Some have suggested replacing the at-large seats with more wards, citing the spending required to win citywide. Others, including Council Vice President Adam Hussein, have mentioned expanding the Council to nine seats to discourage deadlock.

Lupher said having an even number of seats might need to be updated.

“About 60 years ago, there was this idea that having an even number of members on a city council or commission would force people to come together and work through issues,” Lupher said.

“In retrospect, we might say that was sort of a pollyannish perspective,” he added. “We’ve become more and more partisan and divided. So, for the most part, we’ve given up on the idea that we can build an even number of seats and get good results from that.”

Gerber also said that at-large seats “tend to dilute the minority vote.”

But, she said, “The disadvantage to that is you get more colloquial. It could be harder to speak for the city’s interests as a whole, especially if you’re moving away from a mayor simultaneously.”

Dearborn’s commission looked last year at establishing nine wards after the city authorized a review in 2021. The commission voted 5-4 against when they submitted their draft to the state in October.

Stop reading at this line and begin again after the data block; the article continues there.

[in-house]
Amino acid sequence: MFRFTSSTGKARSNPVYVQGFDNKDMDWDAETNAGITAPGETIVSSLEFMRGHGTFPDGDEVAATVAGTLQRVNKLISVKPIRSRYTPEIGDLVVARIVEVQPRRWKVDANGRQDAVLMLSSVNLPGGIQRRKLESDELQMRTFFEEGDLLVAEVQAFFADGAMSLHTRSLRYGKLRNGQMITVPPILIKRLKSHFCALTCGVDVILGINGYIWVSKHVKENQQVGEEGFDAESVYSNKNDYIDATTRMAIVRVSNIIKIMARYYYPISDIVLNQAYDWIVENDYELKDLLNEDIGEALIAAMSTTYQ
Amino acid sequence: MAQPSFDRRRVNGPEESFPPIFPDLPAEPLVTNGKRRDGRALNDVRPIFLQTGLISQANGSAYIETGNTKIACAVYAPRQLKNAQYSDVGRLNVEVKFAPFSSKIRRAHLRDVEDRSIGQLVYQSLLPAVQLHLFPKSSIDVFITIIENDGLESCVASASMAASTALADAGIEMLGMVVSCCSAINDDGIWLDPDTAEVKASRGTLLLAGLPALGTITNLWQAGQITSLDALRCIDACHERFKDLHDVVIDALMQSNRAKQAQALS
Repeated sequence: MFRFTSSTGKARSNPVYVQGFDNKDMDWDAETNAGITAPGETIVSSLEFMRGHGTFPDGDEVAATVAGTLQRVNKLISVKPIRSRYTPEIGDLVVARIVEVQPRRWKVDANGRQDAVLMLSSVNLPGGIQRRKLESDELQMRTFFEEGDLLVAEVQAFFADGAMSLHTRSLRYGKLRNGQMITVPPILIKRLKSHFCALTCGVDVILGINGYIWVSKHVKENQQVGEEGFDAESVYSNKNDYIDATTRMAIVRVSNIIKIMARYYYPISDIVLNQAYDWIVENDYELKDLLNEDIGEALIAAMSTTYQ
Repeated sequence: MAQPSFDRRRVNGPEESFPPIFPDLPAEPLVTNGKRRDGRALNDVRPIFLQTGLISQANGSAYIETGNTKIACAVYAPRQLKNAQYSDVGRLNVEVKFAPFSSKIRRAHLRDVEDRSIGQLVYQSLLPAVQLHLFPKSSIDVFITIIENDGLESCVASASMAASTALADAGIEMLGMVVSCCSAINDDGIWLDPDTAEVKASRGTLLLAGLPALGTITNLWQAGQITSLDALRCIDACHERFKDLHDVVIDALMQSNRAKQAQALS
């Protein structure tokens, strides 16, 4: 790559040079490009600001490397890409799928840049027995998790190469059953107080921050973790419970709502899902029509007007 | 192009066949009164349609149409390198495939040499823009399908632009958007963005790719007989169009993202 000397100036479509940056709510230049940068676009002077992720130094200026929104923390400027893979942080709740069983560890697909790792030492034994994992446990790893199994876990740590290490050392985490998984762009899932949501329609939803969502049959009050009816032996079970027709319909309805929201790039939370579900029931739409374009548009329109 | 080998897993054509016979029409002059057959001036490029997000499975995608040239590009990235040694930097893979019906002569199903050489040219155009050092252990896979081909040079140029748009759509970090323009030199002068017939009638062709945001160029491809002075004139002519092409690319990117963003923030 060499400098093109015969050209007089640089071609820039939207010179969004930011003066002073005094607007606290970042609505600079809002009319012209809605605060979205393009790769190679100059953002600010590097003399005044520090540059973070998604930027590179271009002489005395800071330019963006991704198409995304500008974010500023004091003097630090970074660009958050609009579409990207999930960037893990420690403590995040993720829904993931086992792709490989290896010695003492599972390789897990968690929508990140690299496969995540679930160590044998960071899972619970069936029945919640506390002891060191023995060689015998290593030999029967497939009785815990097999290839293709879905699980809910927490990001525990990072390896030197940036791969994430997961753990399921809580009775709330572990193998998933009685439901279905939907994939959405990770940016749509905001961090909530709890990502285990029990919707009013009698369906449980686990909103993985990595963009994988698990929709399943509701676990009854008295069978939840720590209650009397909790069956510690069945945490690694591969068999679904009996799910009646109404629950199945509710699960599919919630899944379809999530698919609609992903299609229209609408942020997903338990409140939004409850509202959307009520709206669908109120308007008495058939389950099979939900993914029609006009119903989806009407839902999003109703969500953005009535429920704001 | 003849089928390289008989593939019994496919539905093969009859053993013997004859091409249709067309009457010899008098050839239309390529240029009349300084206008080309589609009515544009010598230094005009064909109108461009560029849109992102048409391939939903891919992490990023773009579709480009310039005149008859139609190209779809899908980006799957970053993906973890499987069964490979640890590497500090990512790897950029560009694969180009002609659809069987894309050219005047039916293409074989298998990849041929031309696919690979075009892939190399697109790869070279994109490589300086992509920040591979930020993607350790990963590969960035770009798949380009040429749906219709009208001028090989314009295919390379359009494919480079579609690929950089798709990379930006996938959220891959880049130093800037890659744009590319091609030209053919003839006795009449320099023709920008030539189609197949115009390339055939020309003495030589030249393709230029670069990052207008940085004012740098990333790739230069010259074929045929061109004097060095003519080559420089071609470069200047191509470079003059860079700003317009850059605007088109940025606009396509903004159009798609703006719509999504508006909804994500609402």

Commission Chair Hassan Abdallah offered some advice to Lansing’s incoming commission members.

“I would challenge them to make the extra effort to ensure they are reviewing a methodology that is publicly accessible and welcomes the engagement of the community,” Abdallah said.

Lupher agreed, adding that the voters could reject any changes when all is said and done.

“You rarely see a revised city charter changing anything in major ways because anything that seems like radical change becomes threatening and harder to sell,” he said

Lansing, Charter, Revision, Commission, Eric Lupher, Chris Johnson, Hassan Abdallah, Dearborn, East Lansing, Adam Hussein, Liz Gerber, candidates, election, politics, municipality, Michigan Municipal League, University of Michigan, Michigan State University, Citizens Research Council of Michigan, Ann Arbor